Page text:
Selling Israeli wine in China? FIU students tackle the problem in CUIBE competition.

FIU CUIBE student team (left to right): Bernardo Castro, Alessia Tachella, Anya Schmidt, and Lawrence Ream.
FIU CUIBE student team (left to right): Bernardo Castro, Alessia Tachella, Anya Schmidt, and Lawrence Ream.

Four students from the College of Business at Florida International University (FIU) traveled to Boston to represent the university at the 5th annual CUIBE International Business Competition. Sixteen schools from the U.S. and Canada participated in the competition held October 30 to November 1, 2014 at the D’Amore-McKim School of Business at Northeastern University.

”This year’s case, distributed to teams on the first evening, dealt with an Israeli winery interested in penetrating the lucrative Chinese market,” said team advisor David Wernick, senior lecturer and R. Kirk Landon Fellow in Student Engagement, MIB.

Teams had 24 hours to form a solution which they then presented to judges in a 15-minute Powerpoint program followed by a question and answer session. Faculty advisors have no contact with students after the case is distributed.

“The FIU team’s business strategy called for forging a partnership with a local distributor and targeting high end consumers in China’s four largest cities,” Wernick said. “Despite an excellent effort, which won accolades from the judges, the FIU team did not advance to the final round.”

CUIBE, the Consortium for Undergraduate International Business Education, is an association of schools and universities with undergraduate international business programs. The organization facilitates sharing best educational practices and provides opportunities to apply classroom skills in competitive real-world settings.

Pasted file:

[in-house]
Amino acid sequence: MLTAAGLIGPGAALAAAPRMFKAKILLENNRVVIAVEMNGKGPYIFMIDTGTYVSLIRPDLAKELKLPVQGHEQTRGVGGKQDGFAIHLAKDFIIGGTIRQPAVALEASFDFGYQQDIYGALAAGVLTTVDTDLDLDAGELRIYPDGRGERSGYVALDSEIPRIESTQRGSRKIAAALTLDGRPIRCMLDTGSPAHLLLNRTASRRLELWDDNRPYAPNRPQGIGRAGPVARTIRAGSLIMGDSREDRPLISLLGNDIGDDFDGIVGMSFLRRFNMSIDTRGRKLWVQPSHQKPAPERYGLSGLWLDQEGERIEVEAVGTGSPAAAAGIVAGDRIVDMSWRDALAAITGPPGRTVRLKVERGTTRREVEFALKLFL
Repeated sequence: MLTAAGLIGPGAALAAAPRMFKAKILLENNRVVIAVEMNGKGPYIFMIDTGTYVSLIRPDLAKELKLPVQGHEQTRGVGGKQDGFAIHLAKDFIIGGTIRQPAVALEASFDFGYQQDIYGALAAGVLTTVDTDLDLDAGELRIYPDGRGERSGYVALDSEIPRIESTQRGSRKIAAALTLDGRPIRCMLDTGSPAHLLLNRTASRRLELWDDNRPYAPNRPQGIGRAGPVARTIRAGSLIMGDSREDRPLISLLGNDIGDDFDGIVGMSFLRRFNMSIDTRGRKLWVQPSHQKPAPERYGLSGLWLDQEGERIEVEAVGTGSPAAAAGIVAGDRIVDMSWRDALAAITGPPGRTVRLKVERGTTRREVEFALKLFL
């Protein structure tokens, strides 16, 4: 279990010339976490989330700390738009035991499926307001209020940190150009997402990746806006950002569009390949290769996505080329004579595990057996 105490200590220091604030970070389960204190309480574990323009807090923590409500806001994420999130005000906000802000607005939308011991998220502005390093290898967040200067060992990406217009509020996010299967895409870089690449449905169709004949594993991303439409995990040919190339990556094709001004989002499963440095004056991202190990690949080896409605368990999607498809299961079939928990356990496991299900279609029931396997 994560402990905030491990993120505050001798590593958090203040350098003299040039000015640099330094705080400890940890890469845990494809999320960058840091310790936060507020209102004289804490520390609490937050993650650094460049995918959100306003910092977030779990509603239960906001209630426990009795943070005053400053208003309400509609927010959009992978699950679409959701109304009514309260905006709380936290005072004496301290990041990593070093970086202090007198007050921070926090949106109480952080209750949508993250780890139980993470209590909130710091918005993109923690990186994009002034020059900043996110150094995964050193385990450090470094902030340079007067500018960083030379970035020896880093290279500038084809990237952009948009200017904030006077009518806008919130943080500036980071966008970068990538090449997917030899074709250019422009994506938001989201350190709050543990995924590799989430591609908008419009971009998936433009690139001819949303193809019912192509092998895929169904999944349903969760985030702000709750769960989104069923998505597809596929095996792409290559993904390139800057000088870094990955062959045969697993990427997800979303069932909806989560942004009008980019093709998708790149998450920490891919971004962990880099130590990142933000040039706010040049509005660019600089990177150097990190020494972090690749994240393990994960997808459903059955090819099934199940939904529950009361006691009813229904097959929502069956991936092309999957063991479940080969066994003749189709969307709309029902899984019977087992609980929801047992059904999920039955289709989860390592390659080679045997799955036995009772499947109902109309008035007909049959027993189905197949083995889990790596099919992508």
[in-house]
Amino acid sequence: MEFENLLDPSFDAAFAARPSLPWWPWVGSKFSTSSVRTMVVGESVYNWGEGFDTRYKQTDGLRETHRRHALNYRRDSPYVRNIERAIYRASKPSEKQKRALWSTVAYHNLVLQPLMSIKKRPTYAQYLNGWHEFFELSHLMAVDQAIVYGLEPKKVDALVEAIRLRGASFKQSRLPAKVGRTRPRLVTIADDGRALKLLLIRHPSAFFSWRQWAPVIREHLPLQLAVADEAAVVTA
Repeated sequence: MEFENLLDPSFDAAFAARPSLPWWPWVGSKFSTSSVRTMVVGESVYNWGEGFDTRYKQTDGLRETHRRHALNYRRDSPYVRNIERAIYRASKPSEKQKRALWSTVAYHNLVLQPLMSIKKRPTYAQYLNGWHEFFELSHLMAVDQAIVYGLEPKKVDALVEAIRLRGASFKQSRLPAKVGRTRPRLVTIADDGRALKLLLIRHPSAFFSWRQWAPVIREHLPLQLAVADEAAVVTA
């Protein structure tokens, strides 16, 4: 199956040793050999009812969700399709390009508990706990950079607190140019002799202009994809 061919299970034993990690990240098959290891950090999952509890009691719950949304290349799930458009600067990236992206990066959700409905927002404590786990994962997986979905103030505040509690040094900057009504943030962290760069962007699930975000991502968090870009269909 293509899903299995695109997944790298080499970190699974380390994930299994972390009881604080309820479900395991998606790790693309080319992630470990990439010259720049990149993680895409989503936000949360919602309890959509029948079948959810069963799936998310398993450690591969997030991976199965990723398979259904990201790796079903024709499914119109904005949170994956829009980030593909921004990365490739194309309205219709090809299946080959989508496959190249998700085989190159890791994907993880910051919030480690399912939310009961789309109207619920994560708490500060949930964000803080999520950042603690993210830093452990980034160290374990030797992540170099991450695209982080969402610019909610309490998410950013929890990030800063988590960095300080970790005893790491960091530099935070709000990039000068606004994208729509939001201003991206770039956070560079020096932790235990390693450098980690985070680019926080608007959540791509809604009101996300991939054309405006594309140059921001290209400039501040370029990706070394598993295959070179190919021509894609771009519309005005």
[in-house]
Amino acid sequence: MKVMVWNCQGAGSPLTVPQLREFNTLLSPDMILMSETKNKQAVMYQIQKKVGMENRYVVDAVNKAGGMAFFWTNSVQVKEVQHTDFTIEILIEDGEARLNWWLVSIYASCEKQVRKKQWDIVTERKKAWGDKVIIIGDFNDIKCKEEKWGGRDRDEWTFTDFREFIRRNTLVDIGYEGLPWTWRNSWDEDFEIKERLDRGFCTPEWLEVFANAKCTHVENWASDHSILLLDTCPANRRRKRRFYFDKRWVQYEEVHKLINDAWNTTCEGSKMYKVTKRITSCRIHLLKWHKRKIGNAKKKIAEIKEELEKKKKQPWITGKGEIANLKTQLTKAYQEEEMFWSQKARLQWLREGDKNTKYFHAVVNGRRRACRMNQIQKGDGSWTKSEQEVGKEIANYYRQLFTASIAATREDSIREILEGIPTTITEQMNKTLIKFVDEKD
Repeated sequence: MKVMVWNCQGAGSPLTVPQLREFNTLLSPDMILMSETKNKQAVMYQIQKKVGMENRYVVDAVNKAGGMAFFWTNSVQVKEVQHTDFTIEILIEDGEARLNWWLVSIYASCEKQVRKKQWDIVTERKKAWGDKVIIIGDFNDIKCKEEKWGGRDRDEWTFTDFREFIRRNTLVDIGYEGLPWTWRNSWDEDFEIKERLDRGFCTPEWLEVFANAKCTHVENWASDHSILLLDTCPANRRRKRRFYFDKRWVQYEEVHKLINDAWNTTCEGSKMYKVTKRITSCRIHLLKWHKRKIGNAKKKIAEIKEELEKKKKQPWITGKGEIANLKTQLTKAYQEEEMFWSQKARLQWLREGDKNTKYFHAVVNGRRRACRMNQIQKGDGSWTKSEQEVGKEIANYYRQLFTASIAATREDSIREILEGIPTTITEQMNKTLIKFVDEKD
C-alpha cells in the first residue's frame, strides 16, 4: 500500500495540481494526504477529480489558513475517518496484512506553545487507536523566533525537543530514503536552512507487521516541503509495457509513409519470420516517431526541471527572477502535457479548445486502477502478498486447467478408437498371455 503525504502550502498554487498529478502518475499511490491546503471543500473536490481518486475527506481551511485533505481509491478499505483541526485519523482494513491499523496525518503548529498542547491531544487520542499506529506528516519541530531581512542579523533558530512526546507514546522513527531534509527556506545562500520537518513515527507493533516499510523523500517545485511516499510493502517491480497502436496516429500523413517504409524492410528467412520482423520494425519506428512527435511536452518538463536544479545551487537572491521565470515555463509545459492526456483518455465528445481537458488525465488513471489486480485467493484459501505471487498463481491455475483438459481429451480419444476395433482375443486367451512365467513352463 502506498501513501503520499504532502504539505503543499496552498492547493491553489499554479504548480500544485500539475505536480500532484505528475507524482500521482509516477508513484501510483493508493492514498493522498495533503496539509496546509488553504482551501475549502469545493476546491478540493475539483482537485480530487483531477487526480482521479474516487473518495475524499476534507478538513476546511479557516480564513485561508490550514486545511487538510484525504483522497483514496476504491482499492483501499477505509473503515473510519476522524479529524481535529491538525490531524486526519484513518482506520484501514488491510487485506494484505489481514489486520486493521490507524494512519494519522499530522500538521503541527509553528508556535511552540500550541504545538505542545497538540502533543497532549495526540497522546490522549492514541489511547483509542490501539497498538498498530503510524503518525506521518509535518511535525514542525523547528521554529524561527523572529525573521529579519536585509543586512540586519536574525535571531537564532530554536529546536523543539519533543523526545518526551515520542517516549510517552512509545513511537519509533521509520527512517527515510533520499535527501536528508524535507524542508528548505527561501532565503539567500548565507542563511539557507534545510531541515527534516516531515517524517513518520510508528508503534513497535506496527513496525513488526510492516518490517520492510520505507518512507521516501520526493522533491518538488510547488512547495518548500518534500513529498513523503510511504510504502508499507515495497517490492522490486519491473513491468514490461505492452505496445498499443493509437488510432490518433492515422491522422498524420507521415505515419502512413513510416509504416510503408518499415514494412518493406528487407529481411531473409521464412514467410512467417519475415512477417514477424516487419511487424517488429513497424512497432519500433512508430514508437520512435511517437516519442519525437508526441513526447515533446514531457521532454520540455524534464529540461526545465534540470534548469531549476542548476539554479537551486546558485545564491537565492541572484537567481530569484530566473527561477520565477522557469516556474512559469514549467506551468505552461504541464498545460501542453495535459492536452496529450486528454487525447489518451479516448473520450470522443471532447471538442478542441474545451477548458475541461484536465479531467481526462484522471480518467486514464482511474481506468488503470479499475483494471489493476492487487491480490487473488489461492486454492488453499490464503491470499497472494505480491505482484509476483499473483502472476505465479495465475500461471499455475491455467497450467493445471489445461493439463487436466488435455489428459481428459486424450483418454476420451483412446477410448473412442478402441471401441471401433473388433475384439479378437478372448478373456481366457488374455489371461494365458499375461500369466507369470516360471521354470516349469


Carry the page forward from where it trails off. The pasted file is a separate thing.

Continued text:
FIU’s international team had an enriching experience.

The FIU team was Bernardo Castro, a senior from Brazil; Lawrence Ream, a senior from the U.S.; Anya Schmidt, a senior from Ghana and Germany; and Alessia Tachella, a junior from Argentina.

“We are a diverse group and learned a lot from each other — and from the advanced preparation for the contest with Dr. Wernick,” said Schmidt.

Castro described the experience as a “a realistic representation of a real life consulting assignment” and said he was grateful to get that type of experience while still in business school.

Ream added, “The competition was an exhausting, stressful and nerve-wracking experience, but overall a very positive one.”

“The judges gave us great feedback. Working on these types of projects is a breath of fresh air,” said Tachella.

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